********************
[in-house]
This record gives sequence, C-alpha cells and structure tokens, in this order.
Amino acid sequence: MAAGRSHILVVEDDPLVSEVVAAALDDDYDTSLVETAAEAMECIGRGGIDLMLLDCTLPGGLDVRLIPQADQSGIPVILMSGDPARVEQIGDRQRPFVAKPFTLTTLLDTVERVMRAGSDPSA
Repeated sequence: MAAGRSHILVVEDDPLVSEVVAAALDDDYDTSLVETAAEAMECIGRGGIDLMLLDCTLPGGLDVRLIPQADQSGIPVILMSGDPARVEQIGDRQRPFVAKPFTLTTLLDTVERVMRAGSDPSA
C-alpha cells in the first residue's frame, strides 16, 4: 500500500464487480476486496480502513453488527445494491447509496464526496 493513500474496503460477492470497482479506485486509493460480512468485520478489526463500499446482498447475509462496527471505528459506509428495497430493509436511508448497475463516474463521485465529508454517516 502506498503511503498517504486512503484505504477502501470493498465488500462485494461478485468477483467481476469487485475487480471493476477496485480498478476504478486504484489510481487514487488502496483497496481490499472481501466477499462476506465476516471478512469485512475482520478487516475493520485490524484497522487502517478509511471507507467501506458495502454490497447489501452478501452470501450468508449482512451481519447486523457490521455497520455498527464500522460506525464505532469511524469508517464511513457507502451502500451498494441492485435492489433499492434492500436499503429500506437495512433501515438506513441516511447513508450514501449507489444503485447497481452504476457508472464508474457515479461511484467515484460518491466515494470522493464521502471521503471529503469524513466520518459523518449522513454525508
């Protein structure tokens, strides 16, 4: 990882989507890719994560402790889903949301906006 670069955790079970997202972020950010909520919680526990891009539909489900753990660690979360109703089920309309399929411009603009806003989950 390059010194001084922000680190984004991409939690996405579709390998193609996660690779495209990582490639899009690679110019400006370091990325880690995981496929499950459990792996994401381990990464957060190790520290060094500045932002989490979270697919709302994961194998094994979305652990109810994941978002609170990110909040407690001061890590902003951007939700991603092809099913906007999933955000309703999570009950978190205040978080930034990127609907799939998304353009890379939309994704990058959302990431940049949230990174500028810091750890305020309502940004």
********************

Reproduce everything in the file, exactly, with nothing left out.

[in-house]
This record gives sequence, C-alpha cells and structure tokens, in this order.
Amino acid sequence: MAAGRSHILVVEDDPLVSEVVAAALDDDYDTSLVETAAEAMECIGRGGIDLMLLDCTLPGGLDVRLIPQADQSGIPVILMSGDPARVEQIGDRQRPFVAKPFTLTTLLDTVERVMRAGSDPSA
Repeated sequence: MAAGRSHILVVEDDPLVSEVVAAALDDDYDTSLVETAAEAMECIGRGGIDLMLLDCTLPGGLDVRLIPQADQSGIPVILMSGDPARVEQIGDRQRPFVAKPFTLTTLLDTVERVMRAGSDPSA
C-alpha cells in the first residue's frame, strides 16, 4: 500500500464487480476486496480502513453488527445494491447509496464526496 493513500474496503460477492470497482479506485486509493460480512468485520478489526463500499446482498447475509462496527471505528459506509428495497430493509436511508448497475463516474463521485465529508454517516 502506498503511503498517504486512503484505504477502501470493498465488500462485494461478485468477483467481476469487485475487480471493476477496485480498478476504478486504484489510481487514487488502496483497496481490499472481501466477499462476506465476516471478512469485512475482520478487516475493520485490524484497522487502517478509511471507507467501506458495502454490497447489501452478501452470501450468508449482512451481519447486523457490521455497520455498527464500522460506525464505532469511524469508517464511513457507502451502500451498494441492485435492489433499492434492500436499503429500506437495512433501515438506513441516511447513508450514501449507489444503485447497481452504476457508472464508474457515479461511484467515484460518491466515494470522493464521502471521503471529503469524513466520518459523518449522513454525508
């Protein structure tokens, strides 16, 4: 990882989507890719994560402790889903949301906006 670069955790079970997202972020950010909520919680526990891009539909489900753990660690979360109703089920309309399929411009603009806003989950 390059010194001084922000680190984004991409939690996405579709390998193609996660690779495209990582490639899009690679110019400006370091990325880690995981496929499950459990792996994401381990990464957060190790520290060094500045932002989490979270697919709302994961194998094994979305652990109810994941978002609170990110909040407690001061890590902003951007939700991603092809099913906007999933955000309703999570009950978190205040978080930034990127609907799939998304353009890379939309994704990058959302990431940049949230990174500028810091750890305020309502940004």